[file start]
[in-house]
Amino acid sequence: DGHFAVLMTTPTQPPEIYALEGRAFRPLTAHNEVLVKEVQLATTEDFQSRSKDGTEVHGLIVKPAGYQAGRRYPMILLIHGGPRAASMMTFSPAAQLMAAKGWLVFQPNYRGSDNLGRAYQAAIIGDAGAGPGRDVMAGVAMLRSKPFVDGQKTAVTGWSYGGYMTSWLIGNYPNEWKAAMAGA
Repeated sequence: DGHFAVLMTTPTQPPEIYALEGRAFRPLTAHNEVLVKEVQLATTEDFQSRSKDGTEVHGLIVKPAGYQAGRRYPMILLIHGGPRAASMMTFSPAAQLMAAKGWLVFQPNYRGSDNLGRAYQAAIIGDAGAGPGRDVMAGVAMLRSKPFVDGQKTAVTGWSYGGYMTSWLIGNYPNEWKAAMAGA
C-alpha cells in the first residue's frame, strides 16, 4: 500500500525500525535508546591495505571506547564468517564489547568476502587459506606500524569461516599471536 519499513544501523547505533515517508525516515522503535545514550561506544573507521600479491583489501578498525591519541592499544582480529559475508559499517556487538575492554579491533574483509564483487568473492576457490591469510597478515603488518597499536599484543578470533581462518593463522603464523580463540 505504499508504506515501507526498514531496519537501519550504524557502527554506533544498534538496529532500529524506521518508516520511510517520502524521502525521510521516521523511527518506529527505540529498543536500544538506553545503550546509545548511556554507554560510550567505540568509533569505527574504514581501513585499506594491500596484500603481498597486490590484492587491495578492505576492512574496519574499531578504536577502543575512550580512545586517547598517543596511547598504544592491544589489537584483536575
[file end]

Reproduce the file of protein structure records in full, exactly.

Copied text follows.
[in-house]
Amino acid sequence: DGHFAVLMTTPTQPPEIYALEGRAFRPLTAHNEVLVKEVQLATTEDFQSRSKDGTEVHGLIVKPAGYQAGRRYPMILLIHGGPRAASMMTFSPAAQLMAAKGWLVFQPNYRGSDNLGRAYQAAIIGDAGAGPGRDVMAGVAMLRSKPFVDGQKTAVTGWSYGGYMTSWLIGNYPNEWKAAMAGA
Repeated sequence: DGHFAVLMTTPTQPPEIYALEGRAFRPLTAHNEVLVKEVQLATTEDFQSRSKDGTEVHGLIVKPAGYQAGRRYPMILLIHGGPRAASMMTFSPAAQLMAAKGWLVFQPNYRGSDNLGRAYQAAIIGDAGAGPGRDVMAGVAMLRSKPFVDGQKTAVTGWSYGGYMTSWLIGNYPNEWKAAMAGA
C-alpha cells in the first residue's frame, strides 16, 4: 500500500525500525535508546591495505571506547564468517564489547568476502587459506606500524569461516599471536 519499513544501523547505533515517508525516515522503535545514550561506544573507521600479491583489501578498525591519541592499544582480529559475508559499517556487538575492554579491533574483509564483487568473492576457490591469510597478515603488518597499536599484543578470533581462518593463522603464523580463540 505504499508504506515501507526498514531496519537501519550504524557502527554506533544498534538496529532500529524506521518508516520511510517520502524521502525521510521516521523511527518506529527505540529498543536500544538506553545503550546509545548511556554507554560510550567505540568509533569505527574504514581501513585499506594491500596484500603481498597486490590484492587491495578492505576492512574496519574499531578504536577502543575512550580512545586517547598517543596511547598504544592491544589489537584483536575